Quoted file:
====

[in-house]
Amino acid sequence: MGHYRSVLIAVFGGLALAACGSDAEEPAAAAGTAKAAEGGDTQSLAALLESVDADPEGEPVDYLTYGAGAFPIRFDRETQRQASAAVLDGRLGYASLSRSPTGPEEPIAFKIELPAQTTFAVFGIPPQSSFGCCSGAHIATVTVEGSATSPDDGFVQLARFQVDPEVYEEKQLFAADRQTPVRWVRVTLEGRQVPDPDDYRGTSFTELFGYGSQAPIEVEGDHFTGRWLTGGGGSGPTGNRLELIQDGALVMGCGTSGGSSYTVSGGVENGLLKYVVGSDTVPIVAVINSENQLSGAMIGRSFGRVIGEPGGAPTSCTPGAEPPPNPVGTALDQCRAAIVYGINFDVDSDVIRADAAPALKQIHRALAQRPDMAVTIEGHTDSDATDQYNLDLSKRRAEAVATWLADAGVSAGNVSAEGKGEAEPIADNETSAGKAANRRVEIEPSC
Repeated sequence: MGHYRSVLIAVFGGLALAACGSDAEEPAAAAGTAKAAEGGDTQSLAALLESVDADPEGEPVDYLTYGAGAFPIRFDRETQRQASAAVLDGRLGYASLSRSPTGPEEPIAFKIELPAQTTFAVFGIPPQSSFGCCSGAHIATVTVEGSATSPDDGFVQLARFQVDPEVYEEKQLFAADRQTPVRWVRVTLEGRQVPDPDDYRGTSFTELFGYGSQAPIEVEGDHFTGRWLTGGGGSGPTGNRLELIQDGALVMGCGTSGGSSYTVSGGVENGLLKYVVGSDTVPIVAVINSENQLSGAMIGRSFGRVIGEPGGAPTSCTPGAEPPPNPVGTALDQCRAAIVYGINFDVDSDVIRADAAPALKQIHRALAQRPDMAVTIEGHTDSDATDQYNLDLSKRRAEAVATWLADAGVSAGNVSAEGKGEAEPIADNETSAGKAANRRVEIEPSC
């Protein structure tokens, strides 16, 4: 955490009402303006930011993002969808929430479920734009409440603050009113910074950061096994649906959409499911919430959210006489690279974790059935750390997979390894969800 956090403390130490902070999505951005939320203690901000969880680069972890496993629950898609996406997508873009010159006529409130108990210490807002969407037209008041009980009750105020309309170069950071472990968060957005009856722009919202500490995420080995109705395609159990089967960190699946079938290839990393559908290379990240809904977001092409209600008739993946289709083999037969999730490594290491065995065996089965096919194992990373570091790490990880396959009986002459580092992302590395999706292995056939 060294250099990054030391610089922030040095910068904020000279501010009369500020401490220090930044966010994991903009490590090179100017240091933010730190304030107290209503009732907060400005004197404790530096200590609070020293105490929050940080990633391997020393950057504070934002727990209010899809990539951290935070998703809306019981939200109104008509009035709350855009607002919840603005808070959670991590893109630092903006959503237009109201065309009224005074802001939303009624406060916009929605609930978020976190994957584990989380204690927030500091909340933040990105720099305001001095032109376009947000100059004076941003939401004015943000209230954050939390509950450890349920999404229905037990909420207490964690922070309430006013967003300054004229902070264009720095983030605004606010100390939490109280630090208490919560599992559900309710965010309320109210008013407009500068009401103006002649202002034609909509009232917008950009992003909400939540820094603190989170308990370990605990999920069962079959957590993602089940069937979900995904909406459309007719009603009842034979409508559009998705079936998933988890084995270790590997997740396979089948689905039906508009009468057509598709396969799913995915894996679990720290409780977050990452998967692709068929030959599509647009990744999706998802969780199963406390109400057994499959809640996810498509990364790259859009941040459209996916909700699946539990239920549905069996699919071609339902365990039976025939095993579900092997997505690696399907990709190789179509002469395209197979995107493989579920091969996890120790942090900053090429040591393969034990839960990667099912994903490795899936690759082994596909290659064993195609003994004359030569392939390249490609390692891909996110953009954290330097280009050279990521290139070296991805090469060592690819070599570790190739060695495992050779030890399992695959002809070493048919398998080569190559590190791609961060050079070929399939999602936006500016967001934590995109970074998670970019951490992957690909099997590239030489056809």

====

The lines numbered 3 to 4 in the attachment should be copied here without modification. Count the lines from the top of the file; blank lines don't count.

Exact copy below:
Repeated sequence: MGHYRSVLIAVFGGLALAACGSDAEEPAAAAGTAKAAEGGDTQSLAALLESVDADPEGEPVDYLTYGAGAFPIRFDRETQRQASAAVLDGRLGYASLSRSPTGPEEPIAFKIELPAQTTFAVFGIPPQSSFGCCSGAHIATVTVEGSATSPDDGFVQLARFQVDPEVYEEKQLFAADRQTPVRWVRVTLEGRQVPDPDDYRGTSFTELFGYGSQAPIEVEGDHFTGRWLTGGGGSGPTGNRLELIQDGALVMGCGTSGGSSYTVSGGVENGLLKYVVGSDTVPIVAVINSENQLSGAMIGRSFGRVIGEPGGAPTSCTPGAEPPPNPVGTALDQCRAAIVYGINFDVDSDVIRADAAPALKQIHRALAQRPDMAVTIEGHTDSDATDQYNLDLSKRRAEAVATWLADAGVSAGNVSAEGKGEAEPIADNETSAGKAANRRVEIEPSC
């Protein structure tokens, strides 16, 4: 955490009402303006930011993002969808929430479920734009409440603050009113910074950061096994649906959409499911919430959210006489690279974790059935750390997979390894969800 956090403390130490902070999505951005939320203690901000969880680069972890496993629950898609996406997508873009010159006529409130108990210490807002969407037209008041009980009750105020309309170069950071472990968060957005009856722009919202500490995420080995109705395609159990089967960190699946079938290839990393559908290379990240809904977001092409209600008739993946289709083999037969999730490594290491065995065996089965096919194992990373570091790490990880396959009986002459580092992302590395999706292995056939 060294250099990054030391610089922030040095910068904020000279501010009369500020401490220090930044966010994991903009490590090179100017240091933010730190304030107290209503009732907060400005004197404790530096200590609070020293105490929050940080990633391997020393950057504070934002727990209010899809990539951290935070998703809306019981939200109104008509009035709350855009607002919840603005808070959670991590893109630092903006959503237009109201065309009224005074802001939303009624406060916009929605609930978020976190994957584990989380204690927030500091909340933040990105720099305001001095032109376009947000100059004076941003939401004015943000209230954050939390509950450890349920999404229905037990909420207490964690922070309430006013967003300054004229902070264009720095983030605004606010100390939490109280630090208490919560599992559900309710965010309320109210008013407009500068009401103006002649202002034609909509009232917008950009992003909400939540820094603190989170308990370990605990999920069962079959957590993602089940069937979900995904909406459309007719009603009842034979409508559009998705079936998933988890084995270790590997997740396979089948689905039906508009009468057509598709396969799913995915894996679990720290409780977050990452998967692709068929030959599509647009990744999706998802969780199963406390109400057994499959809640996810498509990364790259859009941040459209996916909700699946539990239920549905069996699919071609339902365990039976025939095993579900092997997505690696399907990709190789179509002469395209197979995107493989579920091969996890120790942090900053090429040591393969034990839960990667099912994903490795899936690759082994596909290659064993195609003994004359030569392939390249490609390692891909996110953009954290330097280009050279990521290139070296991805090469060592690819070599570790190739060695495992050779030890399992695959002809070493048919398998080569190559590190791609961060050079070929399939999602936006500016967001934590995109970074998670970019951490992957690909099997590239030489056809």